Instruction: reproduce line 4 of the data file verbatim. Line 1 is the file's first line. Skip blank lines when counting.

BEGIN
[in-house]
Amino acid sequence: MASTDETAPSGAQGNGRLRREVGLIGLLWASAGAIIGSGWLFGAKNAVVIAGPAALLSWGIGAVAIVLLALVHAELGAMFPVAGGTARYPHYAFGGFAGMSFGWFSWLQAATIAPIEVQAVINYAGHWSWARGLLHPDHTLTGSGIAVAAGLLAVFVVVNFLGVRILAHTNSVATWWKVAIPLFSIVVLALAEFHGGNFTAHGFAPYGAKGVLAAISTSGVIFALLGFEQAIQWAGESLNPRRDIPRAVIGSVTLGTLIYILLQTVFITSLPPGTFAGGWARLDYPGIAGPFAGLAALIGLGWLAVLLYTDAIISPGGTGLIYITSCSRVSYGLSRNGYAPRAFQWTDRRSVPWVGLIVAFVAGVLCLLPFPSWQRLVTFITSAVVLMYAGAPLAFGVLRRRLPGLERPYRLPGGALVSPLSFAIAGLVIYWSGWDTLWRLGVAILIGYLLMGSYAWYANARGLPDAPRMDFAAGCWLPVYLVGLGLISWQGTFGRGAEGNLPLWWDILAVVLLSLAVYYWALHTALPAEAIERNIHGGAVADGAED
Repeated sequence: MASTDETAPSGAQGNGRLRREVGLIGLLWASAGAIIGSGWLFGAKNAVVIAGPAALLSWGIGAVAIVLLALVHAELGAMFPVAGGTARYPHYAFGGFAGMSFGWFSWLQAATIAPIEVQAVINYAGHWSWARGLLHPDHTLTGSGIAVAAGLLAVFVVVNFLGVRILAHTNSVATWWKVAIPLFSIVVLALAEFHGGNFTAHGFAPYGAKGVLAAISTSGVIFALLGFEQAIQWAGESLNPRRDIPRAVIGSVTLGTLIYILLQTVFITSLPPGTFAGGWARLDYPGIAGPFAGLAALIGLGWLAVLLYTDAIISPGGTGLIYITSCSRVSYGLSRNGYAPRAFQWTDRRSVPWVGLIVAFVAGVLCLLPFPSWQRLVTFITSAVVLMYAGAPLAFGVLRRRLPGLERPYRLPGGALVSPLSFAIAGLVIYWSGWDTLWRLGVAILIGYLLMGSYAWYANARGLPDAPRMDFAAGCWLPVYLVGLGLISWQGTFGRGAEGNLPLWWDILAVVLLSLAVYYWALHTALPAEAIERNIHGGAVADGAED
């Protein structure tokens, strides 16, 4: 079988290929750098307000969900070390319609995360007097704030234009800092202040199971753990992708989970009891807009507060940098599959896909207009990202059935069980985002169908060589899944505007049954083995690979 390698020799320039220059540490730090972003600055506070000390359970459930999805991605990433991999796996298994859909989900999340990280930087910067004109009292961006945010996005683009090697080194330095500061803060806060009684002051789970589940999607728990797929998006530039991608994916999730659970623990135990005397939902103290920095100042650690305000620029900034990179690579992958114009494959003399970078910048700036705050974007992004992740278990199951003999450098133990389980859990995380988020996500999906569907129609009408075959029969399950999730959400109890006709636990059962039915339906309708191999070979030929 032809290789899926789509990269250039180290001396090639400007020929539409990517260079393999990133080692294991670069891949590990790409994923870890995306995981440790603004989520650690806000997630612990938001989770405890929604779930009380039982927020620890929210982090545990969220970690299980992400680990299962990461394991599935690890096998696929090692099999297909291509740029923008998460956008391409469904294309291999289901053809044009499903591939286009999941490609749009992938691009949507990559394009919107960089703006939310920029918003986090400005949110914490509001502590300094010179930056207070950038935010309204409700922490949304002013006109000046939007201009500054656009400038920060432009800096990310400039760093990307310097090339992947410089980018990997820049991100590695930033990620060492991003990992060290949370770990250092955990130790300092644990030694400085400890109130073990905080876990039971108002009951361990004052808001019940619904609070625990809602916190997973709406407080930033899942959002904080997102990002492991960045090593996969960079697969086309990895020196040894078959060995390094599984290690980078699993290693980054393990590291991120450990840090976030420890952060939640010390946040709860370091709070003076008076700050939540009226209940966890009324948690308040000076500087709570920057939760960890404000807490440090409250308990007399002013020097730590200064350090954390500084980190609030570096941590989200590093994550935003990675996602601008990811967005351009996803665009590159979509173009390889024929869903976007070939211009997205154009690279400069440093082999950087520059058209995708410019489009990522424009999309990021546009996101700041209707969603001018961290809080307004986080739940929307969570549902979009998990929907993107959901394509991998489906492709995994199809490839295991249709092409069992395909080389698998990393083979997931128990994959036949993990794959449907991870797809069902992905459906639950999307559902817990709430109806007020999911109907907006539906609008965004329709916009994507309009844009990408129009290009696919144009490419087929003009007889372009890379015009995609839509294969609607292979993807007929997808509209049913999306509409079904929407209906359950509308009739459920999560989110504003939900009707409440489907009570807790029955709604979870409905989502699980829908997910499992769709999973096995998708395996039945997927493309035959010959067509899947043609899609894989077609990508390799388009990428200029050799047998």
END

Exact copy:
């Protein structure tokens, strides 16, 4: 079988290929750098307000969900070390319609995360007097704030234009800092202040199971753990992708989970009891807009507060940098599959896909207009990202059935069980985002169908060589899944505007049954083995690979 390698020799320039220059540490730090972003600055506070000390359970459930999805991605990433991999796996298994859909989900999340990280930087910067004109009292961006945010996005683009090697080194330095500061803060806060009684002051789970589940999607728990797929998006530039991608994916999730659970623990135990005397939902103290920095100042650690305000620029900034990179690579992958114009494959003399970078910048700036705050974007992004992740278990199951003999450098133990389980859990995380988020996500999906569907129609009408075959029969399950999730959400109890006709636990059962039915339906309708191999070979030929 032809290789899926789509990269250039180290001396090639400007020929539409990517260079393999990133080692294991670069891949590990790409994923870890995306995981440790603004989520650690806000997630612990938001989770405890929604779930009380039982927020620890929210982090545990969220970690299980992400680990299962990461394991599935690890096998696929090692099999297909291509740029923008998460956008391409469904294309291999289901053809044009499903591939286009999941490609749009992938691009949507990559394009919107960089703006939310920029918003986090400005949110914490509001502590300094010179930056207070950038935010309204409700922490949304002013006109000046939007201009500054656009400038920060432009800096990310400039760093990307310097090339992947410089980018990997820049991100590695930033990620060492991003990992060290949370770990250092955990130790300092644990030694400085400890109130073990905080876990039971108002009951361990004052808001019940619904609070625990809602916190997973709406407080930033899942959002904080997102990002492991960045090593996969960079697969086309990895020196040894078959060995390094599984290690980078699993290693980054393990590291991120450990840090976030420890952060939640010390946040709860370091709070003076008076700050939540009226209940966890009324948690308040000076500087709570920057939760960890404000807490440090409250308990007399002013020097730590200064350090954390500084980190609030570096941590989200590093994550935003990675996602601008990811967005351009996803665009590159979509173009390889024929869903976007070939211009997205154009690279400069440093082999950087520059058209995708410019489009990522424009999309990021546009996101700041209707969603001018961290809080307004986080739940929307969570549902979009998990929907993107959901394509991998489906492709995994199809490839295991249709092409069992395909080389698998990393083979997931128990994959036949993990794959449907991870797809069902992905459906639950999307559902817990709430109806007020999911109907907006539906609008965004329709916009994507309009844009990408129009290009696919144009490419087929003009007889372009890379015009995609839509294969609607292979993807007929997808509209049913999306509409079904929407209906359950509308009739459920999560989110504003939900009707409440489907009570807790029955709604979870409905989502699980829908997910499992769709999973096995998708395996039945997927493309035959010959067509899947043609899609894989077609990508390799388009990428200029050799047998």